Presentation is loading. Please wait.

Presentation is loading. Please wait.

Ethics in International Business

Similar presentations

Presentation on theme: "Ethics in International Business"— Presentation transcript:

1 Ethics in International Business
Chapter 3 Ethics in International Business

2 Introduction International business ethics attempts to deal with questions of what to do in situations where ethical morals come into conflict as a result of the differing cultural practices. Example : Should an international business pay bribes to corrupt government officials to gain market access to a foreign country?

3 How and whether it is possible to act ethically at international level?
International business ethics has a number of open questions and dilemmas. Today it is characterized by the following elements: • Every culture and nation has its own values, history, customs and traditions, thus it has developed own ethical values and understanding of ethical principles; There is no international ethical code of conduct, accepted and followed by all the countries;

4 How and whether it is possible to act ethically at international level?
There is a lack of governments’ initiative to create ethical cooperation framework and thus to enhance ethical behavior in international business;

5 What is ethics? Question: What is ethics?
Ethics are accepted principles of right or wrong that direct the behavior of a person, the members of a profession, or the actions of an organization.

6 How do ethics apply to business?
Question: How do ethics apply to business? Business ethics are the accepted principles of right or wrong leading the behavior of business people. Ethical strategy is a strategy, or course of action, that does not break up these accepted principles.

7 Ethical Issues in International Business
The most common ethical issues in business involve : Employment practices. Environmental regulations. Corruption. The moral obligation of multinational companies.

8 1. Ethics and Employment Practices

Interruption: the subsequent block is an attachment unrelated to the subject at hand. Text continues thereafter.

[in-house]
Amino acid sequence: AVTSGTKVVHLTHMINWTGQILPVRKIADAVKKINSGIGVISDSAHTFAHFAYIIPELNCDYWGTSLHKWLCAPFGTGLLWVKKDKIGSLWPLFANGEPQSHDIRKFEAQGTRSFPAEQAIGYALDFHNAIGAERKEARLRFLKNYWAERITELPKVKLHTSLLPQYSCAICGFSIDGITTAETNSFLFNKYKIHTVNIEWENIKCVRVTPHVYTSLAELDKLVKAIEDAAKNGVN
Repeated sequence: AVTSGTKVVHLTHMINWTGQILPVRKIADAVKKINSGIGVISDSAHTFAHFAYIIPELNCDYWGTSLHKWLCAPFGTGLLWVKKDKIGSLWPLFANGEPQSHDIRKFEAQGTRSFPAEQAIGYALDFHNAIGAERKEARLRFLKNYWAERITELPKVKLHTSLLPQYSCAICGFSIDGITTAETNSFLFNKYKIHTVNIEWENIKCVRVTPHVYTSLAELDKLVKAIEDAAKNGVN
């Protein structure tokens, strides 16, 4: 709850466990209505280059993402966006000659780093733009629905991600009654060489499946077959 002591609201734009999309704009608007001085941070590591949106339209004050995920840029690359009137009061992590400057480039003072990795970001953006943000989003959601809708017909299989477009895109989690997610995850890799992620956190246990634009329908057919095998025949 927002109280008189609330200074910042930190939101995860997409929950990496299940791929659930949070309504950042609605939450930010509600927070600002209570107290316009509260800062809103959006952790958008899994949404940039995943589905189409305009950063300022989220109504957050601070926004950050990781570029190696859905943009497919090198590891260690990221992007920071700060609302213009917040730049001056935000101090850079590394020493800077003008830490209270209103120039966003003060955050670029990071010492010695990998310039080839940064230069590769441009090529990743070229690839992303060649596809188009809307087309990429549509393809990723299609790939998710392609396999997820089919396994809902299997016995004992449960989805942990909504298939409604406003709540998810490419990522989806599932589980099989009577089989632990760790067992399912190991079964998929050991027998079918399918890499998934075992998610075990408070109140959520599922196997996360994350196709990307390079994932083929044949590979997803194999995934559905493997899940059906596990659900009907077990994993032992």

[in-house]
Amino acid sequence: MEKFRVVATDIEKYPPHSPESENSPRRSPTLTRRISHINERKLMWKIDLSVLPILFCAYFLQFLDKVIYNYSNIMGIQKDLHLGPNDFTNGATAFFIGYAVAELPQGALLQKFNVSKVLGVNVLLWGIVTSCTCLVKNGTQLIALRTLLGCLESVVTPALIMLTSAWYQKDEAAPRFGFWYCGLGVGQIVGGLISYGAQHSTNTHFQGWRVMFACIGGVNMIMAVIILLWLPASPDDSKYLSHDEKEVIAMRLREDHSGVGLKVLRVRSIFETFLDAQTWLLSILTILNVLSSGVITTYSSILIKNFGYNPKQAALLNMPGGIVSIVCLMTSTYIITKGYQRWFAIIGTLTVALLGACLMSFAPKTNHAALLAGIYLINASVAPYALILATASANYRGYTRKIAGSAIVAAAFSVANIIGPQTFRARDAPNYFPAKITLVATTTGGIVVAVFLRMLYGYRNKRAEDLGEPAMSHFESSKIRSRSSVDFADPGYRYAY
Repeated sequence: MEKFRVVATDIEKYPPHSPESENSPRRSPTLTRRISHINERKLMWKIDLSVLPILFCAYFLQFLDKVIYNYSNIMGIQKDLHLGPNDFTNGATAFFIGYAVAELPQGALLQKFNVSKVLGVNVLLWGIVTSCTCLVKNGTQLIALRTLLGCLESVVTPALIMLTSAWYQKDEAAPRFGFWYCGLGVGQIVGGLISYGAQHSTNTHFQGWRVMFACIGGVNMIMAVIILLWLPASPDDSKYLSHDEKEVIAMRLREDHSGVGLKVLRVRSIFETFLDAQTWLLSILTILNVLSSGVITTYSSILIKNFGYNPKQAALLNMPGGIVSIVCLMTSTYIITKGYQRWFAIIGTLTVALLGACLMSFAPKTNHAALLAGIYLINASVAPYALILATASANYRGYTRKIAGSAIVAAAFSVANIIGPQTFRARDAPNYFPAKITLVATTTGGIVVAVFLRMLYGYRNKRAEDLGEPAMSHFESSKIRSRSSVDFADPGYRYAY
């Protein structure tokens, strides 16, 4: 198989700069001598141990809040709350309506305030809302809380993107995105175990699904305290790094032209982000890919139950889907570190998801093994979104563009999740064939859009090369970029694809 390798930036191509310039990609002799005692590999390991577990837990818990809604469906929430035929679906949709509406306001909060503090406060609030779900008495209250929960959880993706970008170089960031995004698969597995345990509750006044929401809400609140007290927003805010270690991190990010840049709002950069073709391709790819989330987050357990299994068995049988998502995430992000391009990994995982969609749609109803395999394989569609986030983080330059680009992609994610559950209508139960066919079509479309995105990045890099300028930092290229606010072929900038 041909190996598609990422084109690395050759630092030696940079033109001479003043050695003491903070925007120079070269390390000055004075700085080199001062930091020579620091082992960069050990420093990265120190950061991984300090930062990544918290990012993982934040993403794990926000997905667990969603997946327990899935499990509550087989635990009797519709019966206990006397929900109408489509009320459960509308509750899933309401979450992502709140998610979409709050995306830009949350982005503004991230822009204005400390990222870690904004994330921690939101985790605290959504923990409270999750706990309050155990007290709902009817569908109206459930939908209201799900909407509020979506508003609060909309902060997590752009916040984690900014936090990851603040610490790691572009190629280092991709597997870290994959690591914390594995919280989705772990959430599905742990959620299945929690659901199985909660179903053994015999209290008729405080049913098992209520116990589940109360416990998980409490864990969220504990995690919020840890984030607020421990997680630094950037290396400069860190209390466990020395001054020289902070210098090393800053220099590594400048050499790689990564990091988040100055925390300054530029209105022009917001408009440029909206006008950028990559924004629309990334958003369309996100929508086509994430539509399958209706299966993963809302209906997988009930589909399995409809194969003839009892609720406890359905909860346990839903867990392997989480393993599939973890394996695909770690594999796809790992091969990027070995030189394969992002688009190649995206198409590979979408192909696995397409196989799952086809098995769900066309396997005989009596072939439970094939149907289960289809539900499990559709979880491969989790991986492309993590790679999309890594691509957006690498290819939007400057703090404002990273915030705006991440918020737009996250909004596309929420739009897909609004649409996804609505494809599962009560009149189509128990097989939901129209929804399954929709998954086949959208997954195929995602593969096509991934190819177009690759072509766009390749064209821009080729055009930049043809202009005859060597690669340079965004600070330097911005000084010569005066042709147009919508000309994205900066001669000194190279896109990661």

Question: When work conditions in a host nations are clearly poorer to those in a multinational’s home nation, what standards should be applied? The standards of the home nation? The standards of the host nation? Something in between? Management Focus: Making Apple’s iPOD Summary This feature explores Apple’s experiences with employment practices at the Chinese factory that produces its iPOD. In 2006, two Chinese journalists reported that the working conditions at Hongfujin Precision Industries where Apple’s iPODs are produced, were substandard. According to the report, not only were workers at the plant poorly paid, but they were also forced to work overtime. Apple immediately responded to the allegations and audited the factory in question. However, managers at the factory filed a defamation lawsuit against the two journalists. Despite the fact that Apple’s audit did indeed show substandard working conditions at the factory, Hongfujin did not withdraw the lawsuit. Eventually the Reporters Without Borders group took up the case for the two reporters and the lawsuit was dropped. Suggested Discussion Questions 1. Should Apple be responsible for ensuring that its suppliers are safeguarding the basic rights and dignity of their employees? How can Apple be sure that its suppliers do not employ sweatshop labor? Discussion Points: Many students will probably agree that Apple should be responsible at least to some degree for ensuring that the factories where it sources its products are safe. Some students may suggest that to knowingly buy products from a company with substandard working conditions is a violation of basic human ethics. Other students however, may argue that Nike cannot force suppliers to adopt specific practices and policies toward labor. Students taking this perspective might further suggest that pushing American practices on Chinese companies is ethnocentric, and that for many Chinese the prospect of having a job, even in poor working conditions, is better than having no job at all. Many students may be surprised that Apple did not already have an audit policy in place prior to the accusations by the Chinese reporters, but will probably agree that the company handled the situation appropriately. 2. The allegations against Hongfujin Precision Industries were made by two Chinese reporters. Discuss the implications of this for other Chinese companies. Discussion Points: Most students will probably agree that the fact that the allegations against Hongfujin Precision Industries were made by Chinese reporters who work for China Business News, a state run newspaper, could have interesting implications for other companies. Some students will probably suggest that it should serve as a signal to other companies that poor working conditions are unacceptable, and that while in the past, it may have been possible to hide them, it is no longer the case. Other students may suggest that the allegations may force companies to rethink their production and look for new ways to increase productivity. Some students may note that the very fact that the report was published is startling in some regards, and that companies should anticipate further scrutiny. Lecture Note: Apple maintains that it requires its suppliers to practice responsible manufacturing. To learn more about Apple’s policies go to {